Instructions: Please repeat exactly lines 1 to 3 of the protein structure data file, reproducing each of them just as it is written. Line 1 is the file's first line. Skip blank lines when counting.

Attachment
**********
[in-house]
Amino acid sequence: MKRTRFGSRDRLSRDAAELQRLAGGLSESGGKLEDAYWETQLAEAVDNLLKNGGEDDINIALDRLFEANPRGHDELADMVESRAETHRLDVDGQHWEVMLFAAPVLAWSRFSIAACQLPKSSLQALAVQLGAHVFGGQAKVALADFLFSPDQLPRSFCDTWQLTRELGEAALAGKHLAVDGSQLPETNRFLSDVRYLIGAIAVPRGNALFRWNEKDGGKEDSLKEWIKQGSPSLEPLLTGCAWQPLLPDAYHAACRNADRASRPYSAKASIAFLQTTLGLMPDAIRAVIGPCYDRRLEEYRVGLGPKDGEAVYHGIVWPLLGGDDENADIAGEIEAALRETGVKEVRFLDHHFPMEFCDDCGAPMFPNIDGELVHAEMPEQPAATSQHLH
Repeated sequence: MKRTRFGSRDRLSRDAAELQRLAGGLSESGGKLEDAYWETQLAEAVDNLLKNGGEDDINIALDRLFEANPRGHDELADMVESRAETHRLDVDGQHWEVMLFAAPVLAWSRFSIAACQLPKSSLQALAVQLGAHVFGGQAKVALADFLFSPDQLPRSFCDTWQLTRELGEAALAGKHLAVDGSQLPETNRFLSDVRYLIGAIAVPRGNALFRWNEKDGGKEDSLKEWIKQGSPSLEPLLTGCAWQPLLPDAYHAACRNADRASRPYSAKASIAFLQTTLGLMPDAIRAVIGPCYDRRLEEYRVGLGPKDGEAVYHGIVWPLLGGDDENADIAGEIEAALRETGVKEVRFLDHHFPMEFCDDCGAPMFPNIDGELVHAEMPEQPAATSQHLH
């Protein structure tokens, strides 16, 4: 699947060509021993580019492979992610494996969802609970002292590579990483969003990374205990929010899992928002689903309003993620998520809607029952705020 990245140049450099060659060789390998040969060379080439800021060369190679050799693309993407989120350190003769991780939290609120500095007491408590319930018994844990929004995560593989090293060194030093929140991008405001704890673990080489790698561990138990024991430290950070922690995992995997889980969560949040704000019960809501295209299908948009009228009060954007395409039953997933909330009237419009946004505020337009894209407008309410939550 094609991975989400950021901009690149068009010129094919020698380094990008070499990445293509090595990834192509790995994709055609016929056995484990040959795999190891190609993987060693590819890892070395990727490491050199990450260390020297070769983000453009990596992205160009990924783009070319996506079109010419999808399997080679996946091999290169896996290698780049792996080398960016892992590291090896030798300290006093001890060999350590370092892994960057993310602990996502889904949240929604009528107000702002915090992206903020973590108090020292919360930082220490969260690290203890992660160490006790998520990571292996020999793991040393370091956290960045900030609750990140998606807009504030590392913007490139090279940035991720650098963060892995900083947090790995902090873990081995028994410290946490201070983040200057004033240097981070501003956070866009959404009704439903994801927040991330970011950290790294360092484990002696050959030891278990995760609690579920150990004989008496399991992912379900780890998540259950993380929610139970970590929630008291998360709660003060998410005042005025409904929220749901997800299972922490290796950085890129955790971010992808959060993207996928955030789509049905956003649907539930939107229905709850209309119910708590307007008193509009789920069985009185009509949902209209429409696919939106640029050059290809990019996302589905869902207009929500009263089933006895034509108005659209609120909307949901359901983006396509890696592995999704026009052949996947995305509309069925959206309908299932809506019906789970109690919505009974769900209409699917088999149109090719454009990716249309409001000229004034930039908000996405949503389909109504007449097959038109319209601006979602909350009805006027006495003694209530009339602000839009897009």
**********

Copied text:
[in-house]
Amino acid sequence: MKRTRFGSRDRLSRDAAELQRLAGGLSESGGKLEDAYWETQLAEAVDNLLKNGGEDDINIALDRLFEANPRGHDELADMVESRAETHRLDVDGQHWEVMLFAAPVLAWSRFSIAACQLPKSSLQALAVQLGAHVFGGQAKVALADFLFSPDQLPRSFCDTWQLTRELGEAALAGKHLAVDGSQLPETNRFLSDVRYLIGAIAVPRGNALFRWNEKDGGKEDSLKEWIKQGSPSLEPLLTGCAWQPLLPDAYHAACRNADRASRPYSAKASIAFLQTTLGLMPDAIRAVIGPCYDRRLEEYRVGLGPKDGEAVYHGIVWPLLGGDDENADIAGEIEAALRETGVKEVRFLDHHFPMEFCDDCGAPMFPNIDGELVHAEMPEQPAATSQHLH
Repeated sequence: MKRTRFGSRDRLSRDAAELQRLAGGLSESGGKLEDAYWETQLAEAVDNLLKNGGEDDINIALDRLFEANPRGHDELADMVESRAETHRLDVDGQHWEVMLFAAPVLAWSRFSIAACQLPKSSLQALAVQLGAHVFGGQAKVALADFLFSPDQLPRSFCDTWQLTRELGEAALAGKHLAVDGSQLPETNRFLSDVRYLIGAIAVPRGNALFRWNEKDGGKEDSLKEWIKQGSPSLEPLLTGCAWQPLLPDAYHAACRNADRASRPYSAKASIAFLQTTLGLMPDAIRAVIGPCYDRRLEEYRVGLGPKDGEAVYHGIVWPLLGGDDENADIAGEIEAALRETGVKEVRFLDHHFPMEFCDDCGAPMFPNIDGELVHAEMPEQPAATSQHLH